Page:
- Dropper for £50 – too good to be true?
Yes, a thousand times yes. This is just a little review / cautionary tale proving the mantra of “buy cheap buy twice” etc.
There have been cheap dropper round for a few years with varying stories as to how good they are. I already have a Reverb on my full sus and thought I’d quite like one on my hardtail. The hardtail has a 27.2 post so not a massive amount of choice. I was sucked in by the promise of up-and-downy goodness for a fraction of the cost of something with a proven track record, sound design and warranty support. So I plumped for one of these 2014 Tmars things on ebay:
It turned up and looked pretty nicely made and with a quality finish. The red anodising even matched the bike and all was good. I fitted it and gave it a bash for a short local ride and it worked OK. Not as slick as the Reverb but useable and it did what I wanted.
Second ride out was round the Glentress black. The post got a bit stiff after the climb and then seized about half way round. So that’s ~ 4hrs riding to break it. To get it to drop it needed a lot of persuasion. To get it to return I had to get off the bike and shake it up and down holding the saddle.
I took it apart at home (takes less than 5 minutes. This is a useful design feature.) It was well greased but presumably with the crusty grease that forms round the edge of an old chip pan. It was really sticky and horrible inside and the friction from the rotten grease was stopping it from sliding. I degreased it and used some lighter lube and it worked again.
Third ride out it worked OK and then seized again, progressively getting stiffer and stiffer. I did another four decent rides on it as I was away in the lakes and didn’t have a spare. It actually started to work a bit by the 5th ride as I guess the bushings are wearing away allowing it to slide. However, the cable has stated to crust up and the remote lever is nearly broken so I fear the fun is just beginning.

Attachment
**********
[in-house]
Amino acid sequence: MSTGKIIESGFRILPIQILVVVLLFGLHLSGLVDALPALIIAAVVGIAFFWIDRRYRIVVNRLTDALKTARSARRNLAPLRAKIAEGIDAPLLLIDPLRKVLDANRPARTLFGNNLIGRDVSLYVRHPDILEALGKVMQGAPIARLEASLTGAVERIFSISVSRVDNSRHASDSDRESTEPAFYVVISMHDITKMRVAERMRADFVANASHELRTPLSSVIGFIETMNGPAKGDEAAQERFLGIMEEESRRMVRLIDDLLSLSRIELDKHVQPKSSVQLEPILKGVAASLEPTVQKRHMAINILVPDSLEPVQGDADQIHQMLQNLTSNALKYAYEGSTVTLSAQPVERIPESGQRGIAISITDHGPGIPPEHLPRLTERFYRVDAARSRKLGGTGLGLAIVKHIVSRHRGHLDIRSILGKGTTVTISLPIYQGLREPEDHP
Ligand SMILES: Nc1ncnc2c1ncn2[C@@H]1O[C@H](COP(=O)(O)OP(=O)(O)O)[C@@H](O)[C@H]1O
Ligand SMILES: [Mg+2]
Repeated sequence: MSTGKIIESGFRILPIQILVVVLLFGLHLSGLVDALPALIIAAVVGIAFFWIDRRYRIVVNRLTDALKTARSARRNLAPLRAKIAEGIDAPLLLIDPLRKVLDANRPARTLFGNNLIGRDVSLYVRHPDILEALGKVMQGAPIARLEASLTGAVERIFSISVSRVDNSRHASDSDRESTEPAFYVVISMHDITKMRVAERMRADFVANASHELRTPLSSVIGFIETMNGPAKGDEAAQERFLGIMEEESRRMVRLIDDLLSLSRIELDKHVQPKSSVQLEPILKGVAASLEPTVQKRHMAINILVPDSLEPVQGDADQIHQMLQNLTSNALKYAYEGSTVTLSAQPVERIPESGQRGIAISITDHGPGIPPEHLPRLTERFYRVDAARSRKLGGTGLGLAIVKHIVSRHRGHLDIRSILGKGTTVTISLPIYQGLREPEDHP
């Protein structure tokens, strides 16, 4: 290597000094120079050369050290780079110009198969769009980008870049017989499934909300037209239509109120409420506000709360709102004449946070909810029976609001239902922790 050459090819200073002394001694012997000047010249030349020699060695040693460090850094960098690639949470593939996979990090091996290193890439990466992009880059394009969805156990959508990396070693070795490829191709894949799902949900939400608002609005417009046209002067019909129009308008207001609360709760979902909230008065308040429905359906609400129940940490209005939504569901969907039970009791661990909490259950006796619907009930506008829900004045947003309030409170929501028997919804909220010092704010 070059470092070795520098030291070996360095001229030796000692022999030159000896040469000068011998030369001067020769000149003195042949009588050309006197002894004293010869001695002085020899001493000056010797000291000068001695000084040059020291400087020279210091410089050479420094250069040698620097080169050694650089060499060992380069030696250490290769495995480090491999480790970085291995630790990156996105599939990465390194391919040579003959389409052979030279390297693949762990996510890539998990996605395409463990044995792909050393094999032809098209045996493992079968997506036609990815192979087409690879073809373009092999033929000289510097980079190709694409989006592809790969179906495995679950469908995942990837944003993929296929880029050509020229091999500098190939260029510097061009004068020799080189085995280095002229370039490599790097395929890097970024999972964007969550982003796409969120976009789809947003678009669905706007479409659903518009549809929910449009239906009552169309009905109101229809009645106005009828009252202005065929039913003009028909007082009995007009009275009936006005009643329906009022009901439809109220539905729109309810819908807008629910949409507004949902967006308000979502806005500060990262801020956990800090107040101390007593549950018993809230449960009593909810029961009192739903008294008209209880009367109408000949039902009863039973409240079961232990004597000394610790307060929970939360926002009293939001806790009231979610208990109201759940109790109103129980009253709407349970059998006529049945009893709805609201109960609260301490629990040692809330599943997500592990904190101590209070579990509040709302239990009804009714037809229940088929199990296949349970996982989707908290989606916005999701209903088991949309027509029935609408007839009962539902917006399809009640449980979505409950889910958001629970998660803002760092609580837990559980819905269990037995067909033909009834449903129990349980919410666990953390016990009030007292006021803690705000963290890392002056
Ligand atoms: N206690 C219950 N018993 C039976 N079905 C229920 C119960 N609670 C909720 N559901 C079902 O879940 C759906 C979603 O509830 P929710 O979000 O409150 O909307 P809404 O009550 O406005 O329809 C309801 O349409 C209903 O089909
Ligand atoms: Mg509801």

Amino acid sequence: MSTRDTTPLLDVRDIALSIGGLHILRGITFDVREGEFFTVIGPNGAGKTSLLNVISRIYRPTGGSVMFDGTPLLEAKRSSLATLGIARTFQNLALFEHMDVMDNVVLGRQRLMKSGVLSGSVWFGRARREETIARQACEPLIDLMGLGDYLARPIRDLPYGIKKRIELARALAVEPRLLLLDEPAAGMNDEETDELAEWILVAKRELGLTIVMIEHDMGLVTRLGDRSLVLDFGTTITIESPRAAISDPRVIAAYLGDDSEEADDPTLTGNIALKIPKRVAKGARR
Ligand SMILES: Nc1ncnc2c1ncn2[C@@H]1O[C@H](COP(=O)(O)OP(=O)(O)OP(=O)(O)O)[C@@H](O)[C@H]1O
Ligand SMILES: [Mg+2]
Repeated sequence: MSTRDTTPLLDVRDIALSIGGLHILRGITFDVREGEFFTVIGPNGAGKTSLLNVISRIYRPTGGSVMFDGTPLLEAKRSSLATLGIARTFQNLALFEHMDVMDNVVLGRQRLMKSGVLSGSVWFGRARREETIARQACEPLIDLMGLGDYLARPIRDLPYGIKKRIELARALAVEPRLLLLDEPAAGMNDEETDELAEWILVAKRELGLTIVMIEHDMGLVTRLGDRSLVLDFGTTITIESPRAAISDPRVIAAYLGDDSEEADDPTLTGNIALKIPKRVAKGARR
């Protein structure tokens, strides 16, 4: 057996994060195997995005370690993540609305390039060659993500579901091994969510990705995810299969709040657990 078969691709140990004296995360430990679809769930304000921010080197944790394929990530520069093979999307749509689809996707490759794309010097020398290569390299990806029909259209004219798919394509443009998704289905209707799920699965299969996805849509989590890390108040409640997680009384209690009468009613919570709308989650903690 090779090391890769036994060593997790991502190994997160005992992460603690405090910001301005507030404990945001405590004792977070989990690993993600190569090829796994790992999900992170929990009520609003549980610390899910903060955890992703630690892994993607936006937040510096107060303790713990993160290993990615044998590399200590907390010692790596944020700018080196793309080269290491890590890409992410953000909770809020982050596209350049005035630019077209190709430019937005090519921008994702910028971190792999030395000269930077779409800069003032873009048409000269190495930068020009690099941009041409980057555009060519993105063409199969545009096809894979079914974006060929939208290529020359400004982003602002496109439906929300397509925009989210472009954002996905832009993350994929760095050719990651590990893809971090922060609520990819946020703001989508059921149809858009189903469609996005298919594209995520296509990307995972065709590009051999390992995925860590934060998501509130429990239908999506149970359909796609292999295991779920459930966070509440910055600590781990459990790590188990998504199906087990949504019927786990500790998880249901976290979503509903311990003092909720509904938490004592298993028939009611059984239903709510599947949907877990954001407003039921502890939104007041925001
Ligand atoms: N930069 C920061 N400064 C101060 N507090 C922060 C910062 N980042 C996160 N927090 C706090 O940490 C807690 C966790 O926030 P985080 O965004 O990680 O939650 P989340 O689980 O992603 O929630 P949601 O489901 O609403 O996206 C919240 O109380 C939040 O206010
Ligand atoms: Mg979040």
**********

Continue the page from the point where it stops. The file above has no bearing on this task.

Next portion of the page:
So basically, a completely unsealed piece of junk. Just to be clear, this is my experience of it. Others may have had success but I guess half the issue with these bargain parts is the lack of QC so there might be good ones and bad ones. This is also the 2014 version, which seems to have a slightly different design to the 2013 and earlier versions.Posted 5 years agodroflufMember
I’m seriously impressed. But only in the sense that you got yours to last a couple of rides longer than me. As tomd says this is a piece of junk, only possibly any use if you ride in totally dry conditions. Only plus side is that it showed me that dropper posts are a good idea.Posted 5 years agomattbeeSubscriber
Two of these, the very early ‘Traildrop’ branded one and a later Forca one lasted for a year odd worth of riding, including some grotty winter stuff in Lordswood.Posted 5 years ago
Worked just as well when I changed frames and retired them as they did when new. That is to say, clunky and not the smoothest but went up and down as commanded. Needed regressing every few weeks but that was a 5 min job at most.
For the price, and if you need 27.2 they are ok but if you can afford more I’d go for Gravity Dropper for 27.2 or any other flavour for bigger seat tubes.
I think the thing with these is if you want something cheap (esp 27.2) and are prepared to fettle then they’re worth a look. If you want something to ‘just work’ then look elsewhere
“Fettling” in my book does not include disassembling components after each and every puddle. I was happy to have to strip and regrease it every few weeks but this is just a piece of junk.
Very interesting to hear folk have had good experiences with the older ones though.Posted 5 years ago
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